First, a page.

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From Thomas DELTEIL <thomas.delte...@gmail.com>
Subject Re: PR validation and runtime of CI
Date Thu, 07 Jun 2018 16:35:34 GMT
Thanks for bringing the issue of CI stability!

However I disagree with some points in this thread:

- "We are at approximately 3h for a full successful run."
=> Looking at Jenkins I see the last successful runs oscillating between
1h53 and 2h42 with a mean that seems to be at 2h20. Or are you talking
about something different than the jenkins CI run?

- "For this I propose working towards moving tests from CI to nightly,
specially
the ones that take most time or do black box testing with full training of
models. And addressing flaky tests by either fixing them or *disabling
them." *
=> Is there any evidence that some serious effort has been spent trying to
fix the flaky tests? I know Sheng and Marco have worked to consolidating a
list of Flaky tests, but I think simply disabling tests will just make the
platform weaker. Let's organize a flaky test week where we each take on a
couple of these flaky tests and hopefully we should make good progress
towards stabilizing the CI.

-"I'd like to disable flaky tests until they're fixed."
=> Wishful thinking IMO, we know this never happens, if we can't make time
now to fix them, we'll never go back and fix them.

"I would want a turnaround time of less than 30 minutes and 0% failure rate
on master."
 => With current timing, this means barely finishing the build step. Do we
propose dropping some platforms for building?

I agree with some points:

"Won't we end up in the same situation with so many flaky tests?" => pretty
sure it will
"This could be set to 100% for nightly, for example."[for the release] =>
That would be a given to me
"I'm also currently working on a system that tracks all test failures, so
this will also cover nightly tests. This will give us actionable data " =>
Awesome, that would be great to have data on that to help prioritize what
to fix!

I personally think if we disable most tests and move them to nightly tests,
we will decrease the trust and stability of the platform and it leaves the
door open to conflicting changes creating hard to debug failures. I think
the biggest potential win here is reducing test flakiness. That's the one
that is killing the productivity, we can redesign the test pipeline to run
integration and unit test in parallel and that would give us straight away
a 30 minutes reduced time in the CI run. Then we'd be always at <2h for a
build, which seems reasonable if it never fails for no reason.

Thomas

2018-06-07 8:27 GMT-07:00 Marco de Abreu <marco.g.abreu@googlemail.com>:

> Yeah, I think we are at the point at which we have to disable tests..
>
> If a test fails in nightly, the commit would not be reverted since it's
> hard to pin a failure to a specific PR. We will have reporting for failures
> on nightly (they have proven to be stable, so we can enable it right from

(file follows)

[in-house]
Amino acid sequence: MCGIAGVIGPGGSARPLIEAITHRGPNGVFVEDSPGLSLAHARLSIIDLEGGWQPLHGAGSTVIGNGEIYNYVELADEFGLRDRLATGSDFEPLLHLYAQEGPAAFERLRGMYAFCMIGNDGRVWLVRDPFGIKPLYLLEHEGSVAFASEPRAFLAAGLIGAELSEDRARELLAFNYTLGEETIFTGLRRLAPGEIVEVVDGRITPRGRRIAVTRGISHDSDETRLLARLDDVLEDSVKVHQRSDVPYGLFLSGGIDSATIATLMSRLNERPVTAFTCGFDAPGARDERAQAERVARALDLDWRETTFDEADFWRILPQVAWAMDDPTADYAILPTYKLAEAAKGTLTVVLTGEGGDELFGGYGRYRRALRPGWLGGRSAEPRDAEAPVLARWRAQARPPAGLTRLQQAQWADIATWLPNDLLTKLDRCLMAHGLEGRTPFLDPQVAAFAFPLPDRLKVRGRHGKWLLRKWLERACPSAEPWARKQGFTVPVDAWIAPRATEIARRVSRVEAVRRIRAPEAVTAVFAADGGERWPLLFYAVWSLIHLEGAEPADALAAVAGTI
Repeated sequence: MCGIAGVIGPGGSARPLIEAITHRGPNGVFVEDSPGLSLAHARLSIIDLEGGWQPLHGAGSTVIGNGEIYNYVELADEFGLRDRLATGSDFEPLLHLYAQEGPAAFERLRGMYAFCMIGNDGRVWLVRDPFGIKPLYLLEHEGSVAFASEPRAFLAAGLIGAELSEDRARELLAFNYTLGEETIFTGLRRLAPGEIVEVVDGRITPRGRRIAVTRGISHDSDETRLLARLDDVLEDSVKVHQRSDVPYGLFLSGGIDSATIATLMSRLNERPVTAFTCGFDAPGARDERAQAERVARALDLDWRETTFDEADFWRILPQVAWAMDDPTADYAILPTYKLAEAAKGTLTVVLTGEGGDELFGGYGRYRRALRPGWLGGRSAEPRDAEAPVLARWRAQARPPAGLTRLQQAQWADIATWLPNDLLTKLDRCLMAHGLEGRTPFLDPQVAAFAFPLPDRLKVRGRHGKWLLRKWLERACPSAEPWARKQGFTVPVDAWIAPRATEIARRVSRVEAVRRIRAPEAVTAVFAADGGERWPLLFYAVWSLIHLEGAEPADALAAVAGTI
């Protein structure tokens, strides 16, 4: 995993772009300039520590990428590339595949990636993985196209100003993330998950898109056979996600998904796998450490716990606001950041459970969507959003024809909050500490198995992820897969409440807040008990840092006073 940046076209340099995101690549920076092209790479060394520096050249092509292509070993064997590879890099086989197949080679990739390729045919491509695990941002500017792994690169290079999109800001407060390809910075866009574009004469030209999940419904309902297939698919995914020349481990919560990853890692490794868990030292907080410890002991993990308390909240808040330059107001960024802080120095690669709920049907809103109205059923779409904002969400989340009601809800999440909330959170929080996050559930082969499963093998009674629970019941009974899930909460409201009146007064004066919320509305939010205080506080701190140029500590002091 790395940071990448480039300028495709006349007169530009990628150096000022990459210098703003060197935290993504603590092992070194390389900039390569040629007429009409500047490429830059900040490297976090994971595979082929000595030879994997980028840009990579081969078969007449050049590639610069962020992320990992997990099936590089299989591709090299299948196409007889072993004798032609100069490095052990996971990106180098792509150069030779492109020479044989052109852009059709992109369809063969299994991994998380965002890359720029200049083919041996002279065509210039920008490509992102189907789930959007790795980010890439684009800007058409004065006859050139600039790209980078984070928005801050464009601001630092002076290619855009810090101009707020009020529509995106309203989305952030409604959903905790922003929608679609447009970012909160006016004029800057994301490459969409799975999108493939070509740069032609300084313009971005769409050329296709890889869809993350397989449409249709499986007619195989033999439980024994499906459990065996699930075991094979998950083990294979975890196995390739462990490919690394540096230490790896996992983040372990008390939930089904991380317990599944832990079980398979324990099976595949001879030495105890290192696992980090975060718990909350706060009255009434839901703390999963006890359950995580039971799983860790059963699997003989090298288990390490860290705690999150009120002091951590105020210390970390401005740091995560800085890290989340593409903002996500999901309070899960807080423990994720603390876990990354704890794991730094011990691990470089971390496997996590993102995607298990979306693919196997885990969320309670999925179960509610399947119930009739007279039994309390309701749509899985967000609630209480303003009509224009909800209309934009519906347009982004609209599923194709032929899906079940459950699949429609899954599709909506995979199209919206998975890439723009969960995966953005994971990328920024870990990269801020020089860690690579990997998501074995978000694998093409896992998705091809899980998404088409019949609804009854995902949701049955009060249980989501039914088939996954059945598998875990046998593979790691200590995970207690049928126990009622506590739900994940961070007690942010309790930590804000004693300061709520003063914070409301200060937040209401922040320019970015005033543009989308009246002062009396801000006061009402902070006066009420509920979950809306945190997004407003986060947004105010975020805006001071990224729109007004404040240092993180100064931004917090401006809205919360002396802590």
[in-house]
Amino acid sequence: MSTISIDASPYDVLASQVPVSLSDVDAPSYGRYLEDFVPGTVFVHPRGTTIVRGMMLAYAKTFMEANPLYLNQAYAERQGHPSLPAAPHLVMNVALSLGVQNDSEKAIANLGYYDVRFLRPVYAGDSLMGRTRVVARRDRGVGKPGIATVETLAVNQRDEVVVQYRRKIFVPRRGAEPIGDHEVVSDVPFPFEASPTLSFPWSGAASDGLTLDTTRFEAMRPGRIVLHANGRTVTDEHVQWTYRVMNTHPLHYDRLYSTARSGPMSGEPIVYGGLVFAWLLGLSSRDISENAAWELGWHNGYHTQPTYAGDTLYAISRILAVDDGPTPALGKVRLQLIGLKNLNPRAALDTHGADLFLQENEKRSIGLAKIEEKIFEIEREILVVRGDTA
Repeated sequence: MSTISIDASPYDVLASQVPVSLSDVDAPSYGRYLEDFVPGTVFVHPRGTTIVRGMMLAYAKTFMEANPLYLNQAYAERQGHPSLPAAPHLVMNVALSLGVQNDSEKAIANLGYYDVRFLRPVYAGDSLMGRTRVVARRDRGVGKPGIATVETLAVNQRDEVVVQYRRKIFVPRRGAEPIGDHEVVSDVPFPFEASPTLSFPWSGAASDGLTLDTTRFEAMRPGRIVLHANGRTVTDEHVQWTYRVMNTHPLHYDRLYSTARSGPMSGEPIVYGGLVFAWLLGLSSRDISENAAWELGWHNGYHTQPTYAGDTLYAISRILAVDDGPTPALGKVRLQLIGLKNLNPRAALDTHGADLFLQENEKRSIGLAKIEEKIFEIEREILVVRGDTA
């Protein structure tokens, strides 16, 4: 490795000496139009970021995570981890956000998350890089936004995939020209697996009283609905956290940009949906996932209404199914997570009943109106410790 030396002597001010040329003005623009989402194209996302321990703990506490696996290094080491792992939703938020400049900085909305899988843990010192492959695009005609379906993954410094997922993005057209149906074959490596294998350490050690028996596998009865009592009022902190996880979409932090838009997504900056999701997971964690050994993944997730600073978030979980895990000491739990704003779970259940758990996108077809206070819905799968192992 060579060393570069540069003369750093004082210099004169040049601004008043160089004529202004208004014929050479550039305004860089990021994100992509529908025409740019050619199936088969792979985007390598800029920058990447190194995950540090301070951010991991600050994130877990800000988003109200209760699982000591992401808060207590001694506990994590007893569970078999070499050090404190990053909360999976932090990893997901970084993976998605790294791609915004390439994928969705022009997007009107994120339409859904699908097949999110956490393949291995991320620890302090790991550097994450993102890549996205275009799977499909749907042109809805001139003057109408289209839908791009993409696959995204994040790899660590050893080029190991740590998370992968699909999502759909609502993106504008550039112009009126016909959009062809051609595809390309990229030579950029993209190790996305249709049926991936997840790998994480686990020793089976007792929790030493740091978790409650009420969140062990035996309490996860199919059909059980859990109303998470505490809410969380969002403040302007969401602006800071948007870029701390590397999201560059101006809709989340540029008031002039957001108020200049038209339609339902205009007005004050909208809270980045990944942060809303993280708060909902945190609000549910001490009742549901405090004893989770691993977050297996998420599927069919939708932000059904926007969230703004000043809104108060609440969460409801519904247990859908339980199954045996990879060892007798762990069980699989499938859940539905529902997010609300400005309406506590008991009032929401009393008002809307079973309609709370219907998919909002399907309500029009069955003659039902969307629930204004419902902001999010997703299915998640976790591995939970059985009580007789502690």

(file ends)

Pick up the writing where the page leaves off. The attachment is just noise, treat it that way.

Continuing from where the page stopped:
> the beginning). I'm also currently working on a system that tracks all test
> failures, so this will also cover nightly tests. This will give us
> actionable data which allows us to define acceptance criteria for a
> release. E.g. if the test success rate is below X%, a release can not be
> made. This could be set to 100% for nightly, for example.
>
> It would definitely be good if we could determine which tests are required
> to run and which ones are unnecessary. I don't really like the flag in the
> comment (and also it's hard to integrate). A good idea would be some
> analytics on the changed file content. If we have this data, we could
> easily enable and disable different jobs. Since this behaviour is entirely
> defined in GitHub, I'd like to invite everybody to submit a PR.
>
> -Marco
>
>
>
> On Thu, Jun 7, 2018 at 5:20 PM Aaron Markham <aaron.s.markham@gmail.com>
> wrote:
>
> > I'd like to disable flaky tests until they're fixed.
> > What would the process be for fixing a failure if the tests are done
> > nightly? Would the commit be reverted? Won't we end up in the same
> > situation with so many flaky tests?
> >
> > I'd like to see if we can separate the test pipelines based on the
> content
> > of the commit. I think that md, html, and js updates should fly through
> and
> > not have to go through GPU tests.
> >
> > Maybe some special flag added to the comment?
> > Is this possible?
> >
> >
> > On Wed, Jun 6, 2018 at 10:37 PM, Pedro Larroy <
> > pedro.larroy.lists@gmail.com>
> > wrote:
> >
> > > Hi Team
> > >
> > > The time to validate a PR is growing, due to our number of supported
> > > platforms and increased time spent in testing and running models.  We
> are
> > > at approximately 3h for a full successful run.
> > >
> > > This is compounded with the failure rate of builds due to flaky tests
> of
> > > more than 50% which is a big drag in developer productivity if you can
> > only
> > > get one or two CI runs to a change per day.
> > >
> > > I would want a turnaround time of less than 30 minutes and 0% failure
> > rate
> > > on master.
> > >
> > > For this I propose working towards moving tests from CI to nightly,
> > > specially the ones that take most time or do black box testing with
> full
> > > training of models. And addressing flaky tests by either fixing them or
> > > disabling them.
> > >
> > > I would like to check if there's consensus on this previous plan so we
> > are
> > > aligned on pursuing this common goal as a shared effort.
> > >
> > > Pedro.
> > >
> >
>

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